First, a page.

Semantics and Semiotics
Semantics and Semiotics
Semiotics is the study of sign phenomena. Specialized research into natural human language– the semiotic phenomenon par excellence–constitutes linguistics; within linguistics, semantics is concerned with the conveyance of meaning by the grammatical and lexical devices of a language. According to the theoretical, descriptive, and historical slants of linguistic investigation, semantic problems respectively assume a general, synchronic, or diachronic character.
The self-evident systematicity of grammatical phenomena has always been conducive to their relatively reliable semantic analysis. When it comes to the looser domain of vocabulary, howeve.’r, the obscurity of the underlying structure quickly embroils semantic analysis in some of the more inconclusive epistemological controversies of social science. While vast supplies of raw semantic data repose in dictionaries of various languages, there is no consensus among linguists on a coherent theory in accordance with which this material can be analyzed and compared for purposes of generalization.
Definition and components of sign. The key term in semiotics is “sign.” By all accounts, a sign must consist of at least (1) a perceptible impact on one of the senses of the “receiver” and (2) a content that is signified. First distinguished by the Stoic philosophers, then recognized in European medieval literature as signans and signatum, these minimal components of the sign have reappeared in modern theory under such labels as signifiant and signifié (Ferdinand de Saussure) or “sign vehicle” and “designatum” (Charles W. Morris). (Under appropriate contextual conditions, the absence of a signans itself functions as a “zero” sign vehicle. It is often utilized in language with great effectiveness.) A particular occurrence of a sign is customarily called a “token,” while the class of all occurrences of the sign is called the “type.” According to this usage, the total number of words in a text is the number of word tokens, whereas the number of different words in the text is the number of word types.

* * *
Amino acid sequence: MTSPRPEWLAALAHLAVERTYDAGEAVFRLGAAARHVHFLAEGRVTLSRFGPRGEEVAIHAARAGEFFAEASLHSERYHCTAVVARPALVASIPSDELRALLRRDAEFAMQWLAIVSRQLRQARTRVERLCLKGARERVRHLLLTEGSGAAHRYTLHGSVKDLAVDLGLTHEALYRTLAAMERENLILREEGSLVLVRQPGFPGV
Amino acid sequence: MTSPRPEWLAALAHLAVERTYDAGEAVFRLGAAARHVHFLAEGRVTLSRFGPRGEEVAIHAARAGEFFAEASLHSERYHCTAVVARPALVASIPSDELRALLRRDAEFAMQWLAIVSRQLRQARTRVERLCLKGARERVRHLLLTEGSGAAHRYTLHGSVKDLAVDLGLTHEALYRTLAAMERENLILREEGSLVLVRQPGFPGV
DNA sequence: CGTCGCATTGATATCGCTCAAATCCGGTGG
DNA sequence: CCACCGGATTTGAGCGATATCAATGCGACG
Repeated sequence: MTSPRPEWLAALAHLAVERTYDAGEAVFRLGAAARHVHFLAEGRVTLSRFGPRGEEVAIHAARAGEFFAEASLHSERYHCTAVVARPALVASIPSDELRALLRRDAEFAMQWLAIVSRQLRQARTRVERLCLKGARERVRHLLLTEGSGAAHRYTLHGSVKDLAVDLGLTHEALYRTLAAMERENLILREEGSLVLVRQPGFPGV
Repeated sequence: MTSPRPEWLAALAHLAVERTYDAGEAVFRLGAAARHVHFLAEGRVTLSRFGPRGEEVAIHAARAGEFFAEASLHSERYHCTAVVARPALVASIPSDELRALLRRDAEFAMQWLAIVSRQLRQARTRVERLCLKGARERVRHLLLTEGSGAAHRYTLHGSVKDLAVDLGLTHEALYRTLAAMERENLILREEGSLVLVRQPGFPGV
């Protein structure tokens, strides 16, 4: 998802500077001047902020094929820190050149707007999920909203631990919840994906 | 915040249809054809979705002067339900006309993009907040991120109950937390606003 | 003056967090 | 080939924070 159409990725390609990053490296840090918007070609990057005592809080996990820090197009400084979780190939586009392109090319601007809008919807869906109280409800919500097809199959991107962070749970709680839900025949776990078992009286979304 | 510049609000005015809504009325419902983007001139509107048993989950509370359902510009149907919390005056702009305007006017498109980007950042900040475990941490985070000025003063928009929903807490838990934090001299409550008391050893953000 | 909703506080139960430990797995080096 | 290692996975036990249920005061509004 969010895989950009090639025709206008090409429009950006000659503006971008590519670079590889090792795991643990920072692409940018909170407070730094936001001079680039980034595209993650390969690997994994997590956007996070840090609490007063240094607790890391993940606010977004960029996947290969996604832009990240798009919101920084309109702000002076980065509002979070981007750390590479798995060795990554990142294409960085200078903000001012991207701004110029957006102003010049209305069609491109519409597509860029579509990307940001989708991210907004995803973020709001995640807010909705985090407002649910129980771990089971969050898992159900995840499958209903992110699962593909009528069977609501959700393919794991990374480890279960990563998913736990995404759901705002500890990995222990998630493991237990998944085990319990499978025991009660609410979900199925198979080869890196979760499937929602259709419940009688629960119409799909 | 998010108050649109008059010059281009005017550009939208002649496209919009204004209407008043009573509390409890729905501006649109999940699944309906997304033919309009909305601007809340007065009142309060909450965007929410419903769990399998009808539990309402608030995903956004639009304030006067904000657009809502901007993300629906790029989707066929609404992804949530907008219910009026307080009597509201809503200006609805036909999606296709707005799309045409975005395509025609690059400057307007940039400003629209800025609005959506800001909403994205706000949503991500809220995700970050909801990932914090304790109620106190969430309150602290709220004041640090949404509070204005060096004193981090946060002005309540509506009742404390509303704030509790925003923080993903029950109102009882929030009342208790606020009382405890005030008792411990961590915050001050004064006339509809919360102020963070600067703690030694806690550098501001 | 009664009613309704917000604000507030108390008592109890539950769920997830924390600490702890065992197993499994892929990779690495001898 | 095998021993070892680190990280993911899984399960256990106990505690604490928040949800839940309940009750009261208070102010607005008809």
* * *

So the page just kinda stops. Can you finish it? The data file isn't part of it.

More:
Signs may be classified by the sense on which the sign vehicle impinges: they can be visual, auditory, etc. A sign may then have equivalent sign vehicles in the same or another modality. Full equivalence is illustrated by a plain transposition cipher (based on a novel utilization of the same graphic system) or by a light blinking and a buzzer sounding in response to the same Morse code impulses. The correlation, on the other hand, between written and spoken language is far from one-to-one.